We explore the phenomenon of re-opening anxiety and explain how charities can support their staff
On 19 July 2021, COVID-19 restrictions in England will be lifted and we will be left to navigate advice to ‘be cautious’ without guidance in law. Should we leave masks at home and head back to the office or hunker down as cases rise?
For many in the charity sector providing frontline services, there has been no option but to be present at work throughout the pandemic. From hospices with in-patient units fighting to keep out the virus to food banks meeting the growing numbers of families going hungry.
Everyone has had different experiences of COVID-19 and while many may be thrilled at the prospect of re-opening, others will be anxious.
Re-opening anxiety is anxiety triggered by the end of COVID-19-related restrictions such as mask-wearing, hand washing, social distancing, and limiting social contact.
Every charity and every member of staff will have different issues to work out. Charities will need to find ways to support their communities who are experiencing the effects of re-opening anxiety.
80% of people who responded to Blackbaud’s ‘Future of Work’ survey said they would like the option of working from home more, once offices re-open.
Charities are now entering the unfamiliar world of hybrid workplaces and asynchronous working as they adapt to post-pandemic worklife. For some charity workers going back to the office for the first time in two years, even for just one day a week, could trigger re-opening anxiety.
And these same anxieties will also be affecting people’s decisions about whether to use charity services in person, stick with digital options, or worse, opt out of support completely.
There is also evidence to show that re-opening is layering new anxiety onto pre-existing anxiety. Office for National Statistics figures show, for example, that anxiety levels have been consistently higher through the pandemic. Taking re-opening anxiety into account will be essential to any transition into a new, post-pandemic normal.
Every staff member will have different needs and anxieties. Adopting a flexible approach with a range of options will help to meet people where they are. Flexibility also gives staff and charities the opportunity to ‘try on’ different ways of working to find the best options.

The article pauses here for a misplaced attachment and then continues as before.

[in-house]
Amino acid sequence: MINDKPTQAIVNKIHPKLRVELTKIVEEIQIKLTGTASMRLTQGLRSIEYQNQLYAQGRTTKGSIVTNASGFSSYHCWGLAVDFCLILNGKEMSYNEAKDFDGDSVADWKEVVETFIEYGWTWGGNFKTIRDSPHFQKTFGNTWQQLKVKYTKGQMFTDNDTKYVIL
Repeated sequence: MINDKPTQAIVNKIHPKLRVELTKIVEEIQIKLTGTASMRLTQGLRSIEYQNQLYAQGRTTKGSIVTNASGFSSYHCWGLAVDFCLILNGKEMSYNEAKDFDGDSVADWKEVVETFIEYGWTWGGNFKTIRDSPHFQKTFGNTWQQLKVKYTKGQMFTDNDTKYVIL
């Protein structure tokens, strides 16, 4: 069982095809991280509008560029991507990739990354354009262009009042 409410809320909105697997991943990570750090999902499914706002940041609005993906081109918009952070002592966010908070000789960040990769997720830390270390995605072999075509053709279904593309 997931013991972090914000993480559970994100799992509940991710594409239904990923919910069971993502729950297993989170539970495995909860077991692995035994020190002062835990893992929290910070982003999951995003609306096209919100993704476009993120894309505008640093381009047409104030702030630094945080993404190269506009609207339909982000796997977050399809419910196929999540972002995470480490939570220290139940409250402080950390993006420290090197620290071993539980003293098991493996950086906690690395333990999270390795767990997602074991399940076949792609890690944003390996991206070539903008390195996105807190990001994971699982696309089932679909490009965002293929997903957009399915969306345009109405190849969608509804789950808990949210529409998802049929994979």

You don’t have to flick a switch from old arrangements to new ones. A gradual transition may be less jarring for everyone.
Create or highlight spaces where people can share their feelings about re-opening. These spaces are also an opportunity to listen to concerns and ideas.
In a remote or changing work environment good internal comms are a vital tool for reducing uncertainty and the anxiety that comes with it. Communicate early and often about planned changes and how staff will be supported through them.
Give staff time to plan for required in-person meetings or events by providing plenty of information well in advance.
Routine can help us speed up the process of becoming familiar with new ways of working. Encouraging staff to think about the type of work that they want to do when they are together and when they are working remotely may help provide structure to the week.
Reflecting on change can help to process it. Techniques like journaling or mindfulness encourage recognition and acceptance of feelings about change.
Setting clear organisational priorities for the final two quarters of the year and reducing workloads accordingly will help create space for this transitional period and new ideas for the future.
The pandemic has taken its toll on all of us. Constant change depletes energy levels – we need to rest. As Dana Kohova Segal, Fundraising Strategist, tweeted:
There isn't a single person I am working with right now who isn't overstreched, exhausted, worn out & anxious.— Dana Kohava Segal (she/they) (@danaksegal) July 8, 2021
When it's not acknowledged, all it's doing is creating more tension, communication breakdowns & expectation management problems.
We need a big, collective rest.
Making time for staff to rest as they adjust to a new way of working will help to manage anxiety and lead to better productivity in the long term.